In class this semester I have the privilege of sitting across from one of the most insufferable people I have ever met (I also have the very real privilege of sitting beside one of the nicest guys ever – but that’s not so interesting for a blog post).
In last night’s session he – we’ll call him R. – made the assertion that 1) scientific shouldn’t start with any hypothesis, and 2) scientists and explorers are different because explorers are willing to go out and discover totally new things – without maps even, whereas scientists only operate within the bounds of what they already know. Of course ill-informed opinion isn’t insufferable, it’s what fuels conversation and debate. The part that floored me came when I gently challenged his understanding of scientific discovery versus “exploration” and he looked directly at me and denied he had just made the previous statements.
And it’s not the first time R. has done that to me or someone else! Though he was so forceful about it that I had to sit back and review everything I had heard in order to determine whether we were even speaking the same language – because how could I mishear so badly? But then I realized there was no point and just dropped out of the conversation. This is also not the first time that’s happened.
Now when he’s not gaslighting or just flat out telling people they are wrong, he spends the rest of class venting ill-informed opinions or talking about himself (we now know everything about him including his genealogical lineage going back 23 generations, no exaggeration).
Teachable moment? As much as I would like to simply gnash my teeth in frustration, I am using him as the model of “don’t want to be”. Because I really don’t want people to roll their eyes or turn off when I open my mouth. Because I hope that as I get older (especially as I get older) my self-esteem can be greater not worse. So R. becomes a study – and instead of speaking out in class this semester I think I’ll be mostly observing (while formulating my ideas after class and having discussions over beers with the folks I actually enjoy).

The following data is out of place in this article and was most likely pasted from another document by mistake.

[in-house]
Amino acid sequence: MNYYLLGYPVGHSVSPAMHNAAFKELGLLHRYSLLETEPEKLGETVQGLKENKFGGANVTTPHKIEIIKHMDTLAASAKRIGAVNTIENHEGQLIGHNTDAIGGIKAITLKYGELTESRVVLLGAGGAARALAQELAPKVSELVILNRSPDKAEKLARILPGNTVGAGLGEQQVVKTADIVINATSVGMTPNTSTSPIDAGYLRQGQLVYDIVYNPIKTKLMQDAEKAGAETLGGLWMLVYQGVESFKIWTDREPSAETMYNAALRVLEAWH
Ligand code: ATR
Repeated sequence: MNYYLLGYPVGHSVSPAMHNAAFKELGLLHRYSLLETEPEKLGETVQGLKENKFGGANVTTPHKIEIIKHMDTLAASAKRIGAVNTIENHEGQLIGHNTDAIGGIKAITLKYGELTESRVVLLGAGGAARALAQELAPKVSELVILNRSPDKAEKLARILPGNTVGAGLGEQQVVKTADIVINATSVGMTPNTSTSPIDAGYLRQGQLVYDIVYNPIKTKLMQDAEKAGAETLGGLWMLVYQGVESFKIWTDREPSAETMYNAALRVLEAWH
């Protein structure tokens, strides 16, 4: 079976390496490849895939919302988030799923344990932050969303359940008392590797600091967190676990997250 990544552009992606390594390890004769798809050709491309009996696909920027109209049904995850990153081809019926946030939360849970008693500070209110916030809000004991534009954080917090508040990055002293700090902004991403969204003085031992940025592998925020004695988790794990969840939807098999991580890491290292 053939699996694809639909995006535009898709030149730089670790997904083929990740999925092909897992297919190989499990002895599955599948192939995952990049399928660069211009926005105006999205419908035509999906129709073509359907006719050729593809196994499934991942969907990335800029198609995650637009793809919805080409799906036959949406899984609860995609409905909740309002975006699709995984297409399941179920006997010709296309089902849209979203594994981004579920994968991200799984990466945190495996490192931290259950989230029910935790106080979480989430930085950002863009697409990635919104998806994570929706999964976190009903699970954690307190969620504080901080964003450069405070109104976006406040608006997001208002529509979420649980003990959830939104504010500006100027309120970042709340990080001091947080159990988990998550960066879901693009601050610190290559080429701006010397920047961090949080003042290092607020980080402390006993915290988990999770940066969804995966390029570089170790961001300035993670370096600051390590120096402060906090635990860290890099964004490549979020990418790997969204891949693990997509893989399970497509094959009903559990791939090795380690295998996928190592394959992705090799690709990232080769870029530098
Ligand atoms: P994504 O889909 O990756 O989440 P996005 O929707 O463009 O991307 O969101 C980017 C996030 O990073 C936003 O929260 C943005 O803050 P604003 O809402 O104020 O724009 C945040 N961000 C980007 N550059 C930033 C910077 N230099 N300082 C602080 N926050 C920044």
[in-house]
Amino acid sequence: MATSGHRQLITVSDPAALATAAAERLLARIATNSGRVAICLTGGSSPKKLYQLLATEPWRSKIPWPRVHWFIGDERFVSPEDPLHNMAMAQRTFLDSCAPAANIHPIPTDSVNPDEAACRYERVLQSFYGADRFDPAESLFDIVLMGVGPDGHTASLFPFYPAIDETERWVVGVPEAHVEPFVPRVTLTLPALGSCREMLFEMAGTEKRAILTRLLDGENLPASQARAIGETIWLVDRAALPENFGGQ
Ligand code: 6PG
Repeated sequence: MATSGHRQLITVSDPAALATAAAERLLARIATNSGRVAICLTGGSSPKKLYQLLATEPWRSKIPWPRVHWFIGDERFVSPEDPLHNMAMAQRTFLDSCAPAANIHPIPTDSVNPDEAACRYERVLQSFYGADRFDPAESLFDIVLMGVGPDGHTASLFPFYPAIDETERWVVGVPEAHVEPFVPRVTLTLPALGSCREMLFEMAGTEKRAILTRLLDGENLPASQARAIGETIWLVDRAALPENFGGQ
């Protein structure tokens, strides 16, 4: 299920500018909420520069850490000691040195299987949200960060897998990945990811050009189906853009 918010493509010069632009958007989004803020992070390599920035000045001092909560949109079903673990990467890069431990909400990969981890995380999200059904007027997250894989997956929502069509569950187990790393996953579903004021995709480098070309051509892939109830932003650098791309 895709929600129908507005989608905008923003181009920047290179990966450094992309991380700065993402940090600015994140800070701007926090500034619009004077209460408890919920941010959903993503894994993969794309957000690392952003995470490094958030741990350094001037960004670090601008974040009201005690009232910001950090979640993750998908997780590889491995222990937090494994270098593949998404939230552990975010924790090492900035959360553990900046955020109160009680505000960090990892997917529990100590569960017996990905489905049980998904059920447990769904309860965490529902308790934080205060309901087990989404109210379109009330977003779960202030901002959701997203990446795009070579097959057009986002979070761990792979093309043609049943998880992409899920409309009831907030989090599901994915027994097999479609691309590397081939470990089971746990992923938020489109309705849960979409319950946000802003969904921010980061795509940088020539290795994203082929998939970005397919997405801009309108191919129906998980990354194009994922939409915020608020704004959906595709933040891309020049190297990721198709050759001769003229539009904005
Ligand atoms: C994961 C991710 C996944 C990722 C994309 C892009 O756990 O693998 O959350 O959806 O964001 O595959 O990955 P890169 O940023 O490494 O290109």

On the making front: I have joined a challenge this month on Rav – which is 28 projects in 28 days. That is to work on 28 different projects over a 28 day period and take a photograph for each day that you do it. Note – that does not mean finish 28 projects, just start them (or finish works in progress). And large projects can be split up – but I am trying to stay as true to the intention as possible. I’m using it as a kick in the ass to start all the projects that have been sitting on the get-to list for months including
- a lined coat,
- two (or more) dresses,
- a cardigan (pictured above, I’m a lot further along now then when this was taken),
- a wedding quilt,
- some more hexagons for the quilt for our bed,
- crochet washcloths for the house and swap package,
- a pullover sweater from this season’s issue of Interweave
— you get the idea. There are endless ideas without the equivalent endless time – but getting started on things definitely helps to feel motivated around working them bit by bit.
Right now I’m working on the red-February cardigan as well as a dress that I started working on yesterday (it’s nearing the 50% finished mark). Hopefully I’ll have a photo of that later this week and I can start on the next dress in my fabric queue (the coreposis).
(One thing I’ve got my eye out for at the moment is a second-hand dressmaker’s dummy – size B (ready-made size 12 and up). I would really like to find something for about $100 – so if by some strange chance you have such a thing, are located in Vancouver or Victoria area, and wish to sell it please do let me know. )